Jeremiah 1-25: To Pluck Up, To Tear Down & Jeremiah 26-52: To Build, To Plant

By Walter Brueggeman
Grand Rapids : Eerdmans (1988). Pages.

Reviewed by Dr. Irv Busenitz
3.2 (Fall 1992) : 219-221

In accord with the purpose of the International Theological Commentary series, the author of these two volumes "moves beyond the usual critical-historical approach to the Bible and offers a theological interpretation of the Hebrew text" (1:vii). "The series aims, first, to develop the theological significance of the Old Testament and, second, to emphasize the relevance of each book for the life of the church" (back dust cover, vol. 1).

With this focus Brueggemann, professor of Old Testament at Columbia Theological Seminary in Decatur, Georgia, develops the message of the prophet accordingly, paying special attention to two emerging methods in the study of Scripture: sociological analysis (cf. 12-14) and literary analysis (cf. 14-19). Consequently, introductory matters such as authorship and date are given only summary treatment, but the author devotes enough space to them to call into question the relationship between the historical prophet and the text. For example, in his discussion of the prophet himself, he concludes,

The determination whether such evidences point to a discernible historical figure or an imaginative literary construct is not required for this exposition, and finally adjudication of the matter is impossible. We know enough about tradition, context, and style to recognize "the voice" at work in the text, even if we name that voice with full recognition of the ambiguity, complexity, and uncertainty surrounding that portrayed person (1:12).

Brueggemann is equally ambiguous regarding the authorship of the "Baruch Document" (Jeremiah 36-45), giving it only scant attention.

From the opening paragraphs, the commentator deals with the prophecy's theological theme: "Yahweh's sovereign right to rule." He notes,

The prophet (prophetic person, prophetic text) authorized to carry this word is derivative from and subordinated to the irresistible purposes of Yahweh. Thus the text makes a sweeping claim for God's free governance. . . . The conversations with and about the prophet in Jer. 1:5-9 are aimed toward God's magisterial governance expressed in v. 10. It is no wonder that the prophet resists, for who wants to bear such a burdensome and unwelcomed word! But the word overrules its bearer. . . . As the person of the prophet is subject to God's sovereign action, so also is the history of Jerusalem, of Judah, and finally of Babylon (1:24- 25).

From this theological perspective, Brueggemann traces God's irresistible purposes through the trials, tests, and object lessons so prominent throughout the prophecy. He directs no attention to the details, as one would encounter with the historical-grammatical approach, but toward the theological significance of the events. For example, commenting on the familiar lament of Jeremiah in 20:7 ff., he says,

Yahweh's power is beyond challenge, and that places the prophet in an unbearable "no-win" situation. On the one hand, Jeremiah is mandated to speak against Jerusalem, but his speaking evokes deep hostility (Jer. 20:8). On the other hand, when he does not speak (in order to avoid hostility) he is even more troubled, for the word of Yahweh is a burning compulsion to him (v. 9) (1:174).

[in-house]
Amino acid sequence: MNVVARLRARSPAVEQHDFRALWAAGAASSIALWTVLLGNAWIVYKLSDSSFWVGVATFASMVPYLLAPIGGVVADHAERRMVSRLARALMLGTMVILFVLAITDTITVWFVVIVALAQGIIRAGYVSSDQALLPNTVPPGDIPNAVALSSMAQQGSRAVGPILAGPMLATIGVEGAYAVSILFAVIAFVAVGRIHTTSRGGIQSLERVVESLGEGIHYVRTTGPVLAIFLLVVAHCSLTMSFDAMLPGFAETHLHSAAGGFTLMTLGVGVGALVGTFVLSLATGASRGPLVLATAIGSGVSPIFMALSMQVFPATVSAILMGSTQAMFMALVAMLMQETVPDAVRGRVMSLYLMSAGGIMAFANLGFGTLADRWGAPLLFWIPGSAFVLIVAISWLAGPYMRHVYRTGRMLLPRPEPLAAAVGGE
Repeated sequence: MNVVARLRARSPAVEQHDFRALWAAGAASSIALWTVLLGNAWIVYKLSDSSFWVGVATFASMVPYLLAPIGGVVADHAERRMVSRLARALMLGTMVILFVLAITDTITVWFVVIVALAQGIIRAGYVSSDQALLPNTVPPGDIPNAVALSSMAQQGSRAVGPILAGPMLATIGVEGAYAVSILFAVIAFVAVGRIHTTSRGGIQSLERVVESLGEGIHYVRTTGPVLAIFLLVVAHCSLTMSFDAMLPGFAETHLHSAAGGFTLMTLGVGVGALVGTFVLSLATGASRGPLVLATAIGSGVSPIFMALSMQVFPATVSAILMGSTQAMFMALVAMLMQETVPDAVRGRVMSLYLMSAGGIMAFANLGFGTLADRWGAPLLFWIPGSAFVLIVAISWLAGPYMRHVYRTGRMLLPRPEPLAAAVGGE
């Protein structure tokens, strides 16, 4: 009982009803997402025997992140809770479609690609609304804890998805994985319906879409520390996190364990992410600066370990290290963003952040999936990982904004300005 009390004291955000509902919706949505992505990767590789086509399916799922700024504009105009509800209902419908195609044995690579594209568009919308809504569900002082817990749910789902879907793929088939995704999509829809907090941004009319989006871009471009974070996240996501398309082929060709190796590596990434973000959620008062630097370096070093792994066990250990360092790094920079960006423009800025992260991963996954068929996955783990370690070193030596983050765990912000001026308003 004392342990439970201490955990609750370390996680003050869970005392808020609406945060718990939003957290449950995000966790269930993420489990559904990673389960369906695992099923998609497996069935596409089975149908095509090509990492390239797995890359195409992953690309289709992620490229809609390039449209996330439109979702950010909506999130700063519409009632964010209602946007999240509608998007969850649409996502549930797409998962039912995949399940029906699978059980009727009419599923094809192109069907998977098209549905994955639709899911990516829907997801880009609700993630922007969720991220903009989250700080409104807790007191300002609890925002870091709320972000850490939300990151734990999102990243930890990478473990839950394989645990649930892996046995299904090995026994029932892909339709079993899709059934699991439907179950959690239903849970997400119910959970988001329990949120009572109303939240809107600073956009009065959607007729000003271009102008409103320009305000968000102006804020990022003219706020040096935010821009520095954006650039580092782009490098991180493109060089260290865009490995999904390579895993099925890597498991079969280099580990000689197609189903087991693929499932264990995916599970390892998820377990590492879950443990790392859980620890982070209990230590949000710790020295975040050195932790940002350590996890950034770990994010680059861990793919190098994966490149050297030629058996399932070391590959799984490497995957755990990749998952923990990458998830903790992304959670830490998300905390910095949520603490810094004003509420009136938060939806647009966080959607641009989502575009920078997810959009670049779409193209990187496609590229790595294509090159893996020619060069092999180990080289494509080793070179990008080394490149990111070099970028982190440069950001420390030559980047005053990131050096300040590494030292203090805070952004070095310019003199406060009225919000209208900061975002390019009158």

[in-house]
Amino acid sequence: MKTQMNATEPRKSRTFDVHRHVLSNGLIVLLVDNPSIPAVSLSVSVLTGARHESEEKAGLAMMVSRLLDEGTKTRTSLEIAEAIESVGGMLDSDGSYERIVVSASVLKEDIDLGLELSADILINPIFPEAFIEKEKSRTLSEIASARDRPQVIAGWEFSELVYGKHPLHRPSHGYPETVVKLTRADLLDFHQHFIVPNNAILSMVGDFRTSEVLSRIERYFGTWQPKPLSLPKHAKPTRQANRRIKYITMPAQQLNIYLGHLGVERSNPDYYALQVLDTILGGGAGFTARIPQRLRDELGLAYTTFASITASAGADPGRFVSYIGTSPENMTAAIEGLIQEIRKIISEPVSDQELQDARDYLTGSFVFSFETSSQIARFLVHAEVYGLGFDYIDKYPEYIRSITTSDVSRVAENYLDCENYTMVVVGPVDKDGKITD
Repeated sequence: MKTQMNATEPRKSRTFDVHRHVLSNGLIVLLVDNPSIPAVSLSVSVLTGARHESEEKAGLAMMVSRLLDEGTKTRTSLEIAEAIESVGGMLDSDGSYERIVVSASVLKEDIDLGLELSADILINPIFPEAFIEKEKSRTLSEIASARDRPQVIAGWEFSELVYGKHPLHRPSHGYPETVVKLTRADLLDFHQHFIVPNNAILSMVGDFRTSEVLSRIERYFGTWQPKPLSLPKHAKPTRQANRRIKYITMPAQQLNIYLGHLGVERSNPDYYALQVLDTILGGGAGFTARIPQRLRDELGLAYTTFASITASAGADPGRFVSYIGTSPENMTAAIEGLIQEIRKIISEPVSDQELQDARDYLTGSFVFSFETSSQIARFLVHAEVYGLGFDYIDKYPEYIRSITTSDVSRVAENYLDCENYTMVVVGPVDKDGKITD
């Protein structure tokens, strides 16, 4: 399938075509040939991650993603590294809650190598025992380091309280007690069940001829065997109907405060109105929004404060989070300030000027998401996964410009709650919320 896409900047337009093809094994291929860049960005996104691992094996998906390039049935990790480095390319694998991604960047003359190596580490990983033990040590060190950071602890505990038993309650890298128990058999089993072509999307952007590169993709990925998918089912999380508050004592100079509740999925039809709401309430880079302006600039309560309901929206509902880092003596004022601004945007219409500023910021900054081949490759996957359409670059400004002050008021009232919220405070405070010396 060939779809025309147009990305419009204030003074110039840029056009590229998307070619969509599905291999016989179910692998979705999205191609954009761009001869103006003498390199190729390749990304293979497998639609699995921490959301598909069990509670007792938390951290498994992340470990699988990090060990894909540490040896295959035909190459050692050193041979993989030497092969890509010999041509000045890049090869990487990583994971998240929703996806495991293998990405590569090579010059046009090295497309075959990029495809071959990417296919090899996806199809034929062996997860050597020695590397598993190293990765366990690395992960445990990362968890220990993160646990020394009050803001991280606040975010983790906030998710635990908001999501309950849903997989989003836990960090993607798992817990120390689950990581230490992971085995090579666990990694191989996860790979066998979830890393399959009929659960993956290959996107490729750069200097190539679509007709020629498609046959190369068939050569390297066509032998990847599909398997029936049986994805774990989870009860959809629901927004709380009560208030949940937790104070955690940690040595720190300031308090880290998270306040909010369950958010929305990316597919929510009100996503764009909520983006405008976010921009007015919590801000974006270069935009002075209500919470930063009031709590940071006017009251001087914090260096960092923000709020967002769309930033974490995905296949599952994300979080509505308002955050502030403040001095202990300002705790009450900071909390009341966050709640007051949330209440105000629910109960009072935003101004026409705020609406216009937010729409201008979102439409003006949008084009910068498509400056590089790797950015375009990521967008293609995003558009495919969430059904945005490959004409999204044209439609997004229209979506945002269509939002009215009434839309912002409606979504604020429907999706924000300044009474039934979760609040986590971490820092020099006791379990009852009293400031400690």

On the well-known oracle of promise in 31:31-34, the author argues strongly against any preemption "by Christians in a supersessionist fashion, as though Jews belong to the old covenant now nullified and Christians are the sole heirs of the new covenant" (2:68). Swinging to the other extreme, he virtually disallows any Christian reference or significance and seriously undermines the credibility of the NT by summarily dismissing the use of the passage in Hebrews as "a distorted reading" (2:73). Rather, he contends that the contrast of the "old and new" concerns the Israelite community of covenant in both its parts`the "old" prior to 587 B.C. and the "new" after 587.

The "old" covenant belongs to that Israelite community which through its sustained disobedience forfeited covenant with God, even as it lost the city of Jerusalem. The "new" covenant now wrought by God also concerns the Israelite community. This is the community formed anew by God among exiles who are now transformed into a community of glad obedience (2:70).

Later he adds,

At best, we may say that Christians come derivatively and belatedly to share the promised newness. This is not to deny Christian participation in the newness, but Christian participation is utterly grounded in Jewish categories and claims, and can have participation on no other terms. Moreover, this Jewish mediation of newness is left open as an act of profound grace to all who come under these commandments and allegiance to this God (2:73).

Those who embrace the historical-grammatical approach may find the theological focus less helpful than they desire. Technical matters of the text are not treated. However, insightful observations are presented, along with occasionally rich devotional thoughts. Sources cited reflect recent scholarship and provide additional insight into the text. Although the work cannot be recommended as a primary resource for study, it is helpful as a supplement to other more technical works on the prophecy of Jeremiah.